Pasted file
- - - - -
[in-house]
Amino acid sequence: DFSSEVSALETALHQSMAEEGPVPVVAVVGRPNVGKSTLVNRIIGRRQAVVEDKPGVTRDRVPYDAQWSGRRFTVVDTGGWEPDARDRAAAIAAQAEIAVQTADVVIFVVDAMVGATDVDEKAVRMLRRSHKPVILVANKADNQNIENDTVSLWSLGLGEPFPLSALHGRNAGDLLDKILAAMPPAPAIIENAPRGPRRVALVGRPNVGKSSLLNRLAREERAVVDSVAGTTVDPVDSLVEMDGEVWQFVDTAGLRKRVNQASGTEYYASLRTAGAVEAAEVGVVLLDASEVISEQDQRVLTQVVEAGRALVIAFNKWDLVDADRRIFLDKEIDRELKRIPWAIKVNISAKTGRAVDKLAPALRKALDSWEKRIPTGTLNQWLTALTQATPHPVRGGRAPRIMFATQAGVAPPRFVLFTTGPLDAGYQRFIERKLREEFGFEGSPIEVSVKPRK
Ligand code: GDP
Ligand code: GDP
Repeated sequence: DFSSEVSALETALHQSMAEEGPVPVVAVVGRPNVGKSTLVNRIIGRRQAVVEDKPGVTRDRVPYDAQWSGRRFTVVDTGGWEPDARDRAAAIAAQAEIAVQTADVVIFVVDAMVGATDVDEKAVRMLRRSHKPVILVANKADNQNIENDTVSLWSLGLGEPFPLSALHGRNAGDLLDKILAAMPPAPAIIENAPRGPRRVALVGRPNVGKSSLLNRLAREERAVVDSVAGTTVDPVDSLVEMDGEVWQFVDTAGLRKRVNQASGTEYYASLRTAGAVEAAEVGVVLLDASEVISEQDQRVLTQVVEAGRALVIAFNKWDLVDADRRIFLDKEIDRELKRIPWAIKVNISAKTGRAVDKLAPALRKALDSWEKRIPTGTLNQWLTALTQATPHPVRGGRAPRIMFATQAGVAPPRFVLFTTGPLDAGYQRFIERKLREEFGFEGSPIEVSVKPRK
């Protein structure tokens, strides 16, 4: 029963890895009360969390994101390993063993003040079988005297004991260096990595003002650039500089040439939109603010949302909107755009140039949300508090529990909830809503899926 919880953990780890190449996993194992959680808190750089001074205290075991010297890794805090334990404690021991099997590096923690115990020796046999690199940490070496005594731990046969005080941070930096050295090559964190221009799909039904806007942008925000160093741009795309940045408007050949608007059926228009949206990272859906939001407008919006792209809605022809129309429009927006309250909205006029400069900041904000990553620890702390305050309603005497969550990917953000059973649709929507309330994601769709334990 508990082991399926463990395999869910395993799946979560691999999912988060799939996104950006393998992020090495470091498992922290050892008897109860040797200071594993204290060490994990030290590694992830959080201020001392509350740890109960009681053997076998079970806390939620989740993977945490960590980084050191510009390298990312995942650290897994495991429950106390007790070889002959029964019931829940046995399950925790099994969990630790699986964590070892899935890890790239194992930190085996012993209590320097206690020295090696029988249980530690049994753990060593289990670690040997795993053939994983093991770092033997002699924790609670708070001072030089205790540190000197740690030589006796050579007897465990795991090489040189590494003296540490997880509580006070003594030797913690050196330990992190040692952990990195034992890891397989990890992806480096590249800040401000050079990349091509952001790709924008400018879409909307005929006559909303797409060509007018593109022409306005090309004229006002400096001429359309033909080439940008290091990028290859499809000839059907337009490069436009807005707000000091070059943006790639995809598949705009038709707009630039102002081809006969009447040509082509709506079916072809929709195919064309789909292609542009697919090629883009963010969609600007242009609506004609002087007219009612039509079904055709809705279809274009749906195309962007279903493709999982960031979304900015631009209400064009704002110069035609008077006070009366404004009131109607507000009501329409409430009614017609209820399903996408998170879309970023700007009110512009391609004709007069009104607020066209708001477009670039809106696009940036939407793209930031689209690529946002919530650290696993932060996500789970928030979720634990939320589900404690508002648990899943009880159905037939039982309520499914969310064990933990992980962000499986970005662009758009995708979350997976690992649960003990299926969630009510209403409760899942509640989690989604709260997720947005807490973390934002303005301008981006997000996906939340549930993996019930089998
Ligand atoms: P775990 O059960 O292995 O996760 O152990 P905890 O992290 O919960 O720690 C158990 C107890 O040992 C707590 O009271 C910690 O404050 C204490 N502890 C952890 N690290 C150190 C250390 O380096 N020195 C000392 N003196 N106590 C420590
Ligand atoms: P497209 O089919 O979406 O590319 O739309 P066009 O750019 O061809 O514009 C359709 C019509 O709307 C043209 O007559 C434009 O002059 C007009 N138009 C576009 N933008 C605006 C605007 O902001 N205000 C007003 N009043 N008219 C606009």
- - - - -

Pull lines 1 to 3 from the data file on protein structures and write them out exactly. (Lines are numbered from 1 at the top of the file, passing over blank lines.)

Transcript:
[in-house]
Amino acid sequence: DFSSEVSALETALHQSMAEEGPVPVVAVVGRPNVGKSTLVNRIIGRRQAVVEDKPGVTRDRVPYDAQWSGRRFTVVDTGGWEPDARDRAAAIAAQAEIAVQTADVVIFVVDAMVGATDVDEKAVRMLRRSHKPVILVANKADNQNIENDTVSLWSLGLGEPFPLSALHGRNAGDLLDKILAAMPPAPAIIENAPRGPRRVALVGRPNVGKSSLLNRLAREERAVVDSVAGTTVDPVDSLVEMDGEVWQFVDTAGLRKRVNQASGTEYYASLRTAGAVEAAEVGVVLLDASEVISEQDQRVLTQVVEAGRALVIAFNKWDLVDADRRIFLDKEIDRELKRIPWAIKVNISAKTGRAVDKLAPALRKALDSWEKRIPTGTLNQWLTALTQATPHPVRGGRAPRIMFATQAGVAPPRFVLFTTGPLDAGYQRFIERKLREEFGFEGSPIEVSVKPRK
Ligand code: GDP